In This Article
In This Article
A mitochondrial DNA test (also known as a mtDNA test) shows your maternal lineage and the DNA you’ve inherited from your mother.
Because mitochondria are usually only passed down by the mother, more often than not there is no paternal DNA in mtDNA. While both sperm and egg cells have mitochondria in them, the mitochondria in the sperm cells are destroyed when the egg is fertilized.1
This type of DNA mutates at a slower pace than Y-DNA (DNA from a father) which means it’s easier to find ancestors further back in your bloodline than it would be with another sample.
Inside the cell, there is a organelle called the mitochondria. They have their own DNA, called mitochondrial DNA, which is DNA located only in your mitochondria.2
Children inherit mitochondrial DNA from their mothers. The mitochondria of the sperm cell is destroyed during fertilization because the egg cell has all its organelles already, while the sperm cell’s primary focus is delivering DNA rather than organelles. It carries most of its mitochondria in its tail and is often not fully integrated and degrades.3
Egg cells already have mitochondria present in them. When a sperm cell fertilizes it, it retains its mitochondria. This is why you can trace your maternal line through your mitochondrial DNA.
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Your mitochondrial DNA can tell you more about your maternal line. Because your mitochondria is passed down from women in your lineage, it can trace female ancestors through your mitochondrial haplogroup.2
They also contain instructions for important processes in the production of enzymes and adenosine triphosphate (ATP).
Before people started migrating from where they were born, their unique mitochondrial structures remained the same among their relatives. Any mutations or changes could still be tied to their families.4
Once people started to leave their home countries, they still carried those same mitochondria with them and then continued to pass them on.
mtDNA can trace your maternal line by identifying which mitochondrial DNA look identical to or similar to yours and can even determine where your line may have originated from.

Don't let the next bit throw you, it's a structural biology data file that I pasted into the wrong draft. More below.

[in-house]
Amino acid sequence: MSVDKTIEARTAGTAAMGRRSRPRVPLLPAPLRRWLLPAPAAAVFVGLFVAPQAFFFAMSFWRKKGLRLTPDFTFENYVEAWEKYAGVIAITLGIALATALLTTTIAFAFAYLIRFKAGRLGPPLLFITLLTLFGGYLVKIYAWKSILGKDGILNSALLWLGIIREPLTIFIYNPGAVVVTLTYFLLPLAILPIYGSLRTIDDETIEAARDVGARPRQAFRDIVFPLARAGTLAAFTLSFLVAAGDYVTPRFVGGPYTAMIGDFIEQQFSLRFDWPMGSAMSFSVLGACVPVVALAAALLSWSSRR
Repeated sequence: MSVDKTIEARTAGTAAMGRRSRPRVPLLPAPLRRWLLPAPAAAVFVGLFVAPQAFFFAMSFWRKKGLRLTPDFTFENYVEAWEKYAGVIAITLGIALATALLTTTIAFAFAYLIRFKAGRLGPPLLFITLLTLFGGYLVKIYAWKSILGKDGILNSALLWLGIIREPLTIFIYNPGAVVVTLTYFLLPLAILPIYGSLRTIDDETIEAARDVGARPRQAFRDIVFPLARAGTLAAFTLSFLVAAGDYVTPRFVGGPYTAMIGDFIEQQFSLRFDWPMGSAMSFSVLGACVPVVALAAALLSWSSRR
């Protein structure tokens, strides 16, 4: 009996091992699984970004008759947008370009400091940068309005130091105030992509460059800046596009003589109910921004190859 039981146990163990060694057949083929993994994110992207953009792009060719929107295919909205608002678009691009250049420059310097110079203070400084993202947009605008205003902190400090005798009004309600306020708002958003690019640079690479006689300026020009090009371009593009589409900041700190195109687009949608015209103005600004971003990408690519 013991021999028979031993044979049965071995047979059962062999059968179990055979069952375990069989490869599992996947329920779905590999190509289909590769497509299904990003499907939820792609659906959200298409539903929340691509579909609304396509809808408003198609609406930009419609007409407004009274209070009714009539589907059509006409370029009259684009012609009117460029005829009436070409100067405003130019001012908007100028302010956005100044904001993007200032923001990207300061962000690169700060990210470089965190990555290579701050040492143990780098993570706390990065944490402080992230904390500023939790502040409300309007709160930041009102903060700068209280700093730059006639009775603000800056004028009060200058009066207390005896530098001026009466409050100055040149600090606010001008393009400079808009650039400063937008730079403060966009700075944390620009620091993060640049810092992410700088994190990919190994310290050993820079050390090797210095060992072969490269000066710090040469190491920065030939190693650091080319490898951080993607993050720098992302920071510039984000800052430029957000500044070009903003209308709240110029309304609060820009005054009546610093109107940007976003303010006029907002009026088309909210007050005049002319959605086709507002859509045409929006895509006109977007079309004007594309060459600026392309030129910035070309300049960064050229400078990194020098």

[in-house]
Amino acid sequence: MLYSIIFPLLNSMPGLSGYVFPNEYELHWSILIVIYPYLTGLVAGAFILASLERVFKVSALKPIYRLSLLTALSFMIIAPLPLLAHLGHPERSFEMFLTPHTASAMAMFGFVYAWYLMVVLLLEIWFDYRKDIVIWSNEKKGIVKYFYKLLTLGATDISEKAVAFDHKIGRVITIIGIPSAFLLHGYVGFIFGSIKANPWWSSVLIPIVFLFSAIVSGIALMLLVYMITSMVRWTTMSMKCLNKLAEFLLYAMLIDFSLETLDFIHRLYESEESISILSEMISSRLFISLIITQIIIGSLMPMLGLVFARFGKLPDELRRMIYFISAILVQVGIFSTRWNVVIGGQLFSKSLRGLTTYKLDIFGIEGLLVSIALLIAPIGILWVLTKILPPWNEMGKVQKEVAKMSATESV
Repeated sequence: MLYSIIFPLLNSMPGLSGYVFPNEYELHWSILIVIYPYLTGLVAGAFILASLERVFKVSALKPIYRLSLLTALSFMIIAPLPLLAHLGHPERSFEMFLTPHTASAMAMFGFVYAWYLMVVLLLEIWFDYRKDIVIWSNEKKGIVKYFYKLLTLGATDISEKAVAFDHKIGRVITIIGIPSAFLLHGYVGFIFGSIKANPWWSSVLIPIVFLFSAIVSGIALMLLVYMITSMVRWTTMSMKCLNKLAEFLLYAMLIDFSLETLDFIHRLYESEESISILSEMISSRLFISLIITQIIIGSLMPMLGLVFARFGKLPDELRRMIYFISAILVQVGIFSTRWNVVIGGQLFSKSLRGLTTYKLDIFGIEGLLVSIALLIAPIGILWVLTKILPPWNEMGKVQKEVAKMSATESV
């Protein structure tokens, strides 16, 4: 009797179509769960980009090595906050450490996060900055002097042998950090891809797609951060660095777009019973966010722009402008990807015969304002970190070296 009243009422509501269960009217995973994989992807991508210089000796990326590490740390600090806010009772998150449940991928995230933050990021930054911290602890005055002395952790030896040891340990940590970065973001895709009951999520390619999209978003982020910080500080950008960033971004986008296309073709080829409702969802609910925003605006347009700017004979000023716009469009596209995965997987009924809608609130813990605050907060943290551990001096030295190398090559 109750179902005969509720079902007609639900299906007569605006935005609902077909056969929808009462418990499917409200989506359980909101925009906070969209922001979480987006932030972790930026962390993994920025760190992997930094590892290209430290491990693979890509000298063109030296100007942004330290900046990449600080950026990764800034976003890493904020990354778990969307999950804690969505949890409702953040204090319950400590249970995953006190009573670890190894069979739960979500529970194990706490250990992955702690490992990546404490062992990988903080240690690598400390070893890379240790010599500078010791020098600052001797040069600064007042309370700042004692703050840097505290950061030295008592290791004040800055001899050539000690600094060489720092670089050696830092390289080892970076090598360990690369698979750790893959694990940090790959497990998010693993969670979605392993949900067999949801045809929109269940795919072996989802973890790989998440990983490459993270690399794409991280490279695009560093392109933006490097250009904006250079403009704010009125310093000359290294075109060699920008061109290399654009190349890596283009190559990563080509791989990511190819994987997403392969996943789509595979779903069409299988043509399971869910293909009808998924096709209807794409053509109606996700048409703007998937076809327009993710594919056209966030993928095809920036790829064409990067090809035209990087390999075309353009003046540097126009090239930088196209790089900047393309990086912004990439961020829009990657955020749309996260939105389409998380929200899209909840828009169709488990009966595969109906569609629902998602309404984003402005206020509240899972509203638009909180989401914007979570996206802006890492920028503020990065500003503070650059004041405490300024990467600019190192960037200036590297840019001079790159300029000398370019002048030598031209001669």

There’s a possibility that you can determine a specific female ancestor if their mitochondrial DNA matches up with yours pretty closely. However, there isn’t always a guarantee.
Mutations can happen and sometimes there isn’t enough data to back up any claims.
There are several ways to use mtDNA.
There are very few changes that occur over time with mtDNA. Because of this and because it remains purer than Y-DNA, researchers have an easier time using this type of DNA to trace a person’s mother, grandmother, great-grandmother, etc.
Take note, however, that these mutations are important. If they didn’t mutate, it would be impossible to differentiate maternal lines given the identical mtDNA. So those little changes are key to finding genealogical matches.
One of the most beneficial uses of mtDNA is to identify someone’s biological mother or biological maternal relatives after a closed or anonymous adoption.
If an adoptee wishes to search for his or her family, mtDNA matches make it easier to identify their biological mother.
Mitochondrial DNA offers information about a person’s geographic and ethnic origins. Again, the results are highly accurate because there is so little change in this type of DNA, so mtDNA that matches yours can point to a geographic origin.
Your mtDNA could reveal if your maternal line hailed from Europe, Africa, or Native America, among other places.